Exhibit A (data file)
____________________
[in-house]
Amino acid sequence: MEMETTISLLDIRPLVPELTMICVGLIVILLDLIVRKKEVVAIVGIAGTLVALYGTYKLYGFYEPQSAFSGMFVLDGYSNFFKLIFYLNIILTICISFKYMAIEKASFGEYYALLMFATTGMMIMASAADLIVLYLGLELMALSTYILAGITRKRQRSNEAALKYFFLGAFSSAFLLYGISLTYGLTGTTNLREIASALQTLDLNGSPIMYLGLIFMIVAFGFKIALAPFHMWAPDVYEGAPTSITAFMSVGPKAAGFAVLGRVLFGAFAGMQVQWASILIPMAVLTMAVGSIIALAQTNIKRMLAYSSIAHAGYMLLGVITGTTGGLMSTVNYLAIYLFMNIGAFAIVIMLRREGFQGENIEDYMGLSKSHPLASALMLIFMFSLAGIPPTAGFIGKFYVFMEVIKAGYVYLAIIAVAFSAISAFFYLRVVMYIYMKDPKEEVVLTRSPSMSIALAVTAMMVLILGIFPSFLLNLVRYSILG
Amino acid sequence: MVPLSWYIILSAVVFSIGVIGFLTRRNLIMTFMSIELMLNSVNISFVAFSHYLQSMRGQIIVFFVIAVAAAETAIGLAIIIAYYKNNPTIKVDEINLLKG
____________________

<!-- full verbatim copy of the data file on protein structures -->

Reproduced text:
[in-house]
Amino acid sequence: MEMETTISLLDIRPLVPELTMICVGLIVILLDLIVRKKEVVAIVGIAGTLVALYGTYKLYGFYEPQSAFSGMFVLDGYSNFFKLIFYLNIILTICISFKYMAIEKASFGEYYALLMFATTGMMIMASAADLIVLYLGLELMALSTYILAGITRKRQRSNEAALKYFFLGAFSSAFLLYGISLTYGLTGTTNLREIASALQTLDLNGSPIMYLGLIFMIVAFGFKIALAPFHMWAPDVYEGAPTSITAFMSVGPKAAGFAVLGRVLFGAFAGMQVQWASILIPMAVLTMAVGSIIALAQTNIKRMLAYSSIAHAGYMLLGVITGTTGGLMSTVNYLAIYLFMNIGAFAIVIMLRREGFQGENIEDYMGLSKSHPLASALMLIFMFSLAGIPPTAGFIGKFYVFMEVIKAGYVYLAIIAVAFSAISAFFYLRVVMYIYMKDPKEEVVLTRSPSMSIALAVTAMMVLILGIFPSFLLNLVRYSILG
Amino acid sequence: MVPLSWYIILSAVVFSIGVIGFLTRRNLIMTFMSIELMLNSVNISFVAFSHYLQSMRGQIIVFFVIAVAAAETAIGLAIIIAYYKNNPTIKVDEINLLKG